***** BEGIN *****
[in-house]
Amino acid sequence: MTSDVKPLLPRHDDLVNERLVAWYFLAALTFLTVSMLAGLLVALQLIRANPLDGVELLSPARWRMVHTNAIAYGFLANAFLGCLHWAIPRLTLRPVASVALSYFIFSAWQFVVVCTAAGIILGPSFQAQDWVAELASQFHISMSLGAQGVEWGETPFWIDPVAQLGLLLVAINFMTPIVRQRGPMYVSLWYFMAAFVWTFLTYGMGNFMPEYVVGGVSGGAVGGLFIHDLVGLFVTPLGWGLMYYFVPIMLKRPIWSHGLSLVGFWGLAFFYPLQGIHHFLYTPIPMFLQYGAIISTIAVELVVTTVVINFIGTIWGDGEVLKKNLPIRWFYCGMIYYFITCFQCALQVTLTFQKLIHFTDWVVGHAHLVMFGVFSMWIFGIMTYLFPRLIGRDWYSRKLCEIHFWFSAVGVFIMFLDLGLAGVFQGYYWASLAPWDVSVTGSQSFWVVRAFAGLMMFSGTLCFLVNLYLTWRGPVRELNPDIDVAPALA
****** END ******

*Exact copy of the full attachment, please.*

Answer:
[in-house]
Amino acid sequence: MTSDVKPLLPRHDDLVNERLVAWYFLAALTFLTVSMLAGLLVALQLIRANPLDGVELLSPARWRMVHTNAIAYGFLANAFLGCLHWAIPRLTLRPVASVALSYFIFSAWQFVVVCTAAGIILGPSFQAQDWVAELASQFHISMSLGAQGVEWGETPFWIDPVAQLGLLLVAINFMTPIVRQRGPMYVSLWYFMAAFVWTFLTYGMGNFMPEYVVGGVSGGAVGGLFIHDLVGLFVTPLGWGLMYYFVPIMLKRPIWSHGLSLVGFWGLAFFYPLQGIHHFLYTPIPMFLQYGAIISTIAVELVVTTVVINFIGTIWGDGEVLKKNLPIRWFYCGMIYYFITCFQCALQVTLTFQKLIHFTDWVVGHAHLVMFGVFSMWIFGIMTYLFPRLIGRDWYSRKLCEIHFWFSAVGVFIMFLDLGLAGVFQGYYWASLAPWDVSVTGSQSFWVVRAFAGLMMFSGTLCFLVNLYLTWRGPVRELNPDIDVAPALA